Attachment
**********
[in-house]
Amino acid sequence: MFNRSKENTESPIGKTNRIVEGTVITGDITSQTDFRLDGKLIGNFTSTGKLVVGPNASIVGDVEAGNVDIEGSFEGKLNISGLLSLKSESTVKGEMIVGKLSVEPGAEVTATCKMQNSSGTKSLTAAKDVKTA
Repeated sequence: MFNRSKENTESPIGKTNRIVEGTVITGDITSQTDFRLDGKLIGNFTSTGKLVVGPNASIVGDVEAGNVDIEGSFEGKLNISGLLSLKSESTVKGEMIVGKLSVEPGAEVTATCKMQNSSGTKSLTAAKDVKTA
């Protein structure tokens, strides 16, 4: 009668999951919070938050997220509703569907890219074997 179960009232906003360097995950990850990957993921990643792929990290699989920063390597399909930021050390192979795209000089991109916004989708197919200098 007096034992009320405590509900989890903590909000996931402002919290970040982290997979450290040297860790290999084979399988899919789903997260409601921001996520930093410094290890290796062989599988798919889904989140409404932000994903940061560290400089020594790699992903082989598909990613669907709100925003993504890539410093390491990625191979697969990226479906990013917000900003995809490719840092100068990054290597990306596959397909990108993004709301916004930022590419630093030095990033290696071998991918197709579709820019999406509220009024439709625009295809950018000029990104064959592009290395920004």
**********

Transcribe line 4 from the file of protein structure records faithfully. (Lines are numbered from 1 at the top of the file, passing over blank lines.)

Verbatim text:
């Protein structure tokens, strides 16, 4: 009668999951919070938050997220509703569907890219074997 179960009232906003360097995950990850990957993921990643792929990290699989920063390597399909930021050390192979795209000089991109916004989708197919200098 007096034992009320405590509900989890903590909000996931402002919290970040982290997979450290040297860790290999084979399988899919789903997260409601921001996520930093410094290890290796062989599988798919889904989140409404932000994903940061560290400089020594790699992903082989598909990613669907709100925003993504890539410093390491990625191979697969990226479906990013917000900003995809490719840092100068990054290597990306596959397909990108993004709301916004930022590419630093030095990033290696071998991918197709579709820019999406509220009024439709625009295809950018000029990104064959592009290395920004």